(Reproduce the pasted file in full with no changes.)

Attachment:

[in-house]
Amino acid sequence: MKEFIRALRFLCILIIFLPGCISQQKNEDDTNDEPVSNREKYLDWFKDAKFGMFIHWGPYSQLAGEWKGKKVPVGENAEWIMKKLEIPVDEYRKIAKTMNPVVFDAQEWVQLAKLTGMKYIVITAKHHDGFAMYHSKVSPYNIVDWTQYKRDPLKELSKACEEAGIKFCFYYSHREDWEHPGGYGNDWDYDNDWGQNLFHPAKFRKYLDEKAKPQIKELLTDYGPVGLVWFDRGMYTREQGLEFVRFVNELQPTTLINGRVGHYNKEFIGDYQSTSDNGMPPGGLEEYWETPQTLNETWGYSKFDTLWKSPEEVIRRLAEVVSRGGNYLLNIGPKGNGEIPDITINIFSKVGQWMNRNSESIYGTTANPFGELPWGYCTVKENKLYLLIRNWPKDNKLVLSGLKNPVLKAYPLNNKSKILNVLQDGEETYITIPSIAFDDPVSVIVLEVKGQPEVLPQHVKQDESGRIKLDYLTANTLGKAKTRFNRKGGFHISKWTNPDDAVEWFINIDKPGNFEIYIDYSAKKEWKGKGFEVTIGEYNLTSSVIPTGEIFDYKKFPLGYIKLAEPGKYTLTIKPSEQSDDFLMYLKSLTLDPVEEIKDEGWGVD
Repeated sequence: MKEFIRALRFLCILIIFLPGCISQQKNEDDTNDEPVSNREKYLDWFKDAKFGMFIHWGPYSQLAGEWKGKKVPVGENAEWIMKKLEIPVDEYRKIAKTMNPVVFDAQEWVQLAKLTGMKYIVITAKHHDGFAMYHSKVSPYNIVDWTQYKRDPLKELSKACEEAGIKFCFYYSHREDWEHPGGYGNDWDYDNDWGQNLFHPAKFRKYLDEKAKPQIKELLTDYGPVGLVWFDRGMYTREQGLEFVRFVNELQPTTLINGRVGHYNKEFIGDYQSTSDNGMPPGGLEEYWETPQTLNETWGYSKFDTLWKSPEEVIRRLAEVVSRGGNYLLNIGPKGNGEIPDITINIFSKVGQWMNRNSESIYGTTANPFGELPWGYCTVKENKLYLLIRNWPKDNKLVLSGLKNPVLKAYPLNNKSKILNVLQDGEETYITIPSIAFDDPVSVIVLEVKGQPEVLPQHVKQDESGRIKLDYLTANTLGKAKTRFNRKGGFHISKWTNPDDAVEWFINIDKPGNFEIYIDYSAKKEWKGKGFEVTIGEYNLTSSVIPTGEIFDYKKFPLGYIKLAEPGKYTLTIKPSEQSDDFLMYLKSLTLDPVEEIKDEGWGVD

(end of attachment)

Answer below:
[in-house]
Amino acid sequence: MKEFIRALRFLCILIIFLPGCISQQKNEDDTNDEPVSNREKYLDWFKDAKFGMFIHWGPYSQLAGEWKGKKVPVGENAEWIMKKLEIPVDEYRKIAKTMNPVVFDAQEWVQLAKLTGMKYIVITAKHHDGFAMYHSKVSPYNIVDWTQYKRDPLKELSKACEEAGIKFCFYYSHREDWEHPGGYGNDWDYDNDWGQNLFHPAKFRKYLDEKAKPQIKELLTDYGPVGLVWFDRGMYTREQGLEFVRFVNELQPTTLINGRVGHYNKEFIGDYQSTSDNGMPPGGLEEYWETPQTLNETWGYSKFDTLWKSPEEVIRRLAEVVSRGGNYLLNIGPKGNGEIPDITINIFSKVGQWMNRNSESIYGTTANPFGELPWGYCTVKENKLYLLIRNWPKDNKLVLSGLKNPVLKAYPLNNKSKILNVLQDGEETYITIPSIAFDDPVSVIVLEVKGQPEVLPQHVKQDESGRIKLDYLTANTLGKAKTRFNRKGGFHISKWTNPDDAVEWFINIDKPGNFEIYIDYSAKKEWKGKGFEVTIGEYNLTSSVIPTGEIFDYKKFPLGYIKLAEPGKYTLTIKPSEQSDDFLMYLKSLTLDPVEEIKDEGWGVD
Repeated sequence: MKEFIRALRFLCILIIFLPGCISQQKNEDDTNDEPVSNREKYLDWFKDAKFGMFIHWGPYSQLAGEWKGKKVPVGENAEWIMKKLEIPVDEYRKIAKTMNPVVFDAQEWVQLAKLTGMKYIVITAKHHDGFAMYHSKVSPYNIVDWTQYKRDPLKELSKACEEAGIKFCFYYSHREDWEHPGGYGNDWDYDNDWGQNLFHPAKFRKYLDEKAKPQIKELLTDYGPVGLVWFDRGMYTREQGLEFVRFVNELQPTTLINGRVGHYNKEFIGDYQSTSDNGMPPGGLEEYWETPQTLNETWGYSKFDTLWKSPEEVIRRLAEVVSRGGNYLLNIGPKGNGEIPDITINIFSKVGQWMNRNSESIYGTTANPFGELPWGYCTVKENKLYLLIRNWPKDNKLVLSGLKNPVLKAYPLNNKSKILNVLQDGEETYITIPSIAFDDPVSVIVLEVKGQPEVLPQHVKQDESGRIKLDYLTANTLGKAKTRFNRKGGFHISKWTNPDDAVEWFINIDKPGNFEIYIDYSAKKEWKGKGFEVTIGEYNLTSSVIPTGEIFDYKKFPLGYIKLAEPGKYTLTIKPSEQSDDFLMYLKSLTLDPVEEIKDEGWGVD